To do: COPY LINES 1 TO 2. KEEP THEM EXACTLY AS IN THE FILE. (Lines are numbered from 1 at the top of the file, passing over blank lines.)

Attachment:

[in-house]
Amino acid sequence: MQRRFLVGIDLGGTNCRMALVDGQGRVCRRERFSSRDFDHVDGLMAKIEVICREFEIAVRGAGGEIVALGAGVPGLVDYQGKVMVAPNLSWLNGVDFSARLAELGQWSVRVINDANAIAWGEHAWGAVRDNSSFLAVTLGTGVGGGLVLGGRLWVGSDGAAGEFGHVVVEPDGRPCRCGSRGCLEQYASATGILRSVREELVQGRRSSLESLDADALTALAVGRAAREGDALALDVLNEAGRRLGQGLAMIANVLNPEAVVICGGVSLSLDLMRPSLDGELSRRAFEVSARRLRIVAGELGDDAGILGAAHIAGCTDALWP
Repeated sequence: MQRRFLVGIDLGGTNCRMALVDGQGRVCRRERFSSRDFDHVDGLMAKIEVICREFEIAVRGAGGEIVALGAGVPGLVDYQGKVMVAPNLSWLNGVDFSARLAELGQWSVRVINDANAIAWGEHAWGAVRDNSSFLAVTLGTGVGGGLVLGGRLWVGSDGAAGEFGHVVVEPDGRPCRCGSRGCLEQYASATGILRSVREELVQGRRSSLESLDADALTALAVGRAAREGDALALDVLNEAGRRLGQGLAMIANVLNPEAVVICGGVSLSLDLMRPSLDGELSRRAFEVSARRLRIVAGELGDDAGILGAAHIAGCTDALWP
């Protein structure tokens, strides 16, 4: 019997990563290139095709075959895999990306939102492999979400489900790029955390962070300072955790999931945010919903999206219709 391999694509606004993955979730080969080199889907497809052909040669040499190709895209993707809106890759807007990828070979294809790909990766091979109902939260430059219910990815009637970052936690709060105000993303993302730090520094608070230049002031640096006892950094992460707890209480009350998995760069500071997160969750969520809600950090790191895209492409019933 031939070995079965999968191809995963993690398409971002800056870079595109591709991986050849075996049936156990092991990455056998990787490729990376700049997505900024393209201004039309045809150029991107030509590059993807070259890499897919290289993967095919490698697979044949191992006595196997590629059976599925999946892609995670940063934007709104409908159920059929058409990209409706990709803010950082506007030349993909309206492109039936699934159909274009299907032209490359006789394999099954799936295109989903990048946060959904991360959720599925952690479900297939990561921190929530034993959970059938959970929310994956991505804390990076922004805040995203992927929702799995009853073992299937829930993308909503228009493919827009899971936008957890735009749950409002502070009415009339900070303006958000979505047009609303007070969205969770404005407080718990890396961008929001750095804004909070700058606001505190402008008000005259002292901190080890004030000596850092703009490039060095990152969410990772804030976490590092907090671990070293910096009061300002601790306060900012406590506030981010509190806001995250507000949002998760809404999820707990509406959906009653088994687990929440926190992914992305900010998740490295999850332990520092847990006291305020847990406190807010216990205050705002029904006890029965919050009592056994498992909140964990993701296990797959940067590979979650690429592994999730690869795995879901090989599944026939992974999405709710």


[in-house]
Amino acid sequence: MQRRFLVGIDLGGTNCRMALVDGQGRVCRRERFSSRDFDHVDGLMAKIEVICREFEIAVRGAGGEIVALGAGVPGLVDYQGKVMVAPNLSWLNGVDFSARLAELGQWSVRVINDANAIAWGEHAWGAVRDNSSFLAVTLGTGVGGGLVLGGRLWVGSDGAAGEFGHVVVEPDGRPCRCGSRGCLEQYASATGILRSVREELVQGRRSSLESLDADALTALAVGRAAREGDALALDVLNEAGRRLGQGLAMIANVLNPEAVVICGGVSLSLDLMRPSLDGELSRRAFEVSARRLRIVAGELGDDAGILGAAHIAGCTDALWP